2. the bizarre Elizabethan language
3. pretty wordplay

and that's it.

I know it's subjective, but I can't imagine what could be going through the head of someone who'd put anything by Shakespeare up against, say, "Death of a Salesman", and think it was on the same level, or even just one or two levels beneath it. "Death of a Salesman" has real people, four of them, with real problems, not a shallow morality play. It doesn't have identical twins separated at birth, men pretending to be women and women pretending to be men, mistaken identities, rampant racism and sexism, and Three Stooges humor. Shakespeare is still revered only because nobody ever thinks of putting Shakespeare's works up against a modern play. The idea is sacrilege.

I like Julius Caesar. And Hamlet would probably be good, if he'd written an ending.

Now, Shakespeare shines when compared to his contemporaries. But not, I'd argue, when compared to our contemporaries.

Comment posted by Bad Horse deleted Jan 30th, 2014

Excuse me for being an outlier here, but I actually like the piece proffered at the top of your post. Granted, I've never heard of the guy before, but I think I have heard better out of Beethoven. I agree with >> Blagdaross in its chaotic nature, but I also find the piece thought-provoking, as one might feel a sense of confusion during a mystery.

As for my take on today's art: There's a reason why I stick to the internet for my visual interests, and that reason is that quality art appears readily in bundles from a plethora of genres. I've never been to a proper art museum, either, but it's my understanding that many people can create what's considered very good art using computer programs on the standard market. It is also my understanding (I could easily be wrong here) that said art is not displayed within said museums.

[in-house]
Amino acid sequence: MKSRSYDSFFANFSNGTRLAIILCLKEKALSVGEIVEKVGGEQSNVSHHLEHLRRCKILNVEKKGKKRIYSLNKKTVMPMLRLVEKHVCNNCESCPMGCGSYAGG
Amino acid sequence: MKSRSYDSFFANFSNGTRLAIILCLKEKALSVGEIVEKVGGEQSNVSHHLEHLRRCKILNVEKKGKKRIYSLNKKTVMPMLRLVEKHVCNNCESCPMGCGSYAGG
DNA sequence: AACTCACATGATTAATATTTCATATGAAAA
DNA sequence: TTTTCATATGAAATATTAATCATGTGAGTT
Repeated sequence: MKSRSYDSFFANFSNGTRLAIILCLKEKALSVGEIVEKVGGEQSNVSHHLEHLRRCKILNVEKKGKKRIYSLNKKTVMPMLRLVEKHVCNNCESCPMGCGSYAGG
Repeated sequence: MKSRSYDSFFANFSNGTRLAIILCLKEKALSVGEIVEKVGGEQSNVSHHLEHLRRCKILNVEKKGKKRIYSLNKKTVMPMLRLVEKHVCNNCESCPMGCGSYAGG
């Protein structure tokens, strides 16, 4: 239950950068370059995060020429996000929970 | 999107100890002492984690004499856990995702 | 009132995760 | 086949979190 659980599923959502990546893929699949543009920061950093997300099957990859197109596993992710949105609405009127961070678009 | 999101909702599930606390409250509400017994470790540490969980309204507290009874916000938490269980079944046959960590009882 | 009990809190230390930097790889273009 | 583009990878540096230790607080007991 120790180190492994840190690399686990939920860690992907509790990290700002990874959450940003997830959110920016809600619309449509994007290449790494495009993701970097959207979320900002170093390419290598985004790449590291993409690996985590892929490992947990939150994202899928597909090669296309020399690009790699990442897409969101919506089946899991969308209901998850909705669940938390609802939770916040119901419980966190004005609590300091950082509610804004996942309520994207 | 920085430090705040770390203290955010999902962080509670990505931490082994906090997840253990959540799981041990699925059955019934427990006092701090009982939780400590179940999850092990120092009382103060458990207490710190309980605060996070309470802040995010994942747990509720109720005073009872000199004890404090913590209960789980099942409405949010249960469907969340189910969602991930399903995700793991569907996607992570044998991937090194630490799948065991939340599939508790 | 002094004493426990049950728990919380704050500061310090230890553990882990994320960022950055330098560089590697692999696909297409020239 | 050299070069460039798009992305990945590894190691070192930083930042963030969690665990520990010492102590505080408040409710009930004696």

I'll also say that I don't really understand the point of most of the elitism set in place over time in reference to art, as paintings from the Mona Lisa area (early 1500's) were rather astonishing in their detail. I understand the invention of photography largely beat out the demand for such pieces, but I don't think the race for artists to out-strange each other was quite called for, either.

I admit I've never had much of an understanding of plays; they seem to me as though they are like movies, but without music.

EDIT: I also find the music piece to have dark subtleties, as well as sounding like someone hammering away on a piano.

This blog post frustrates me because it feels like something to take personally and I don't know how to argue back against it.

One of my favorite books is Infinite Jest, something that you would no doubt throw under the bus without a second thought because it is a long and meandering work with tons of endnotes. But what I get out of this book isn't alienating language like with Joyce (on a sentence-by-sentence basis this book is no harder to read than any other) or an alienating, relativist, post-modern stance about there being no absolute truths or whatever (I'd wager that this book actually lampoons the kind of art you're disparaging at one point.), but an honest depiction of addiction, many things we take for granted being scrutinized and made absurd, and the sense that that David Foster Wallace cares more about helping us than impressing the snobs. Still, I'd probably recommend that everyone ease into his world with his nonfiction essays instead of just jumping into the deep end like I did.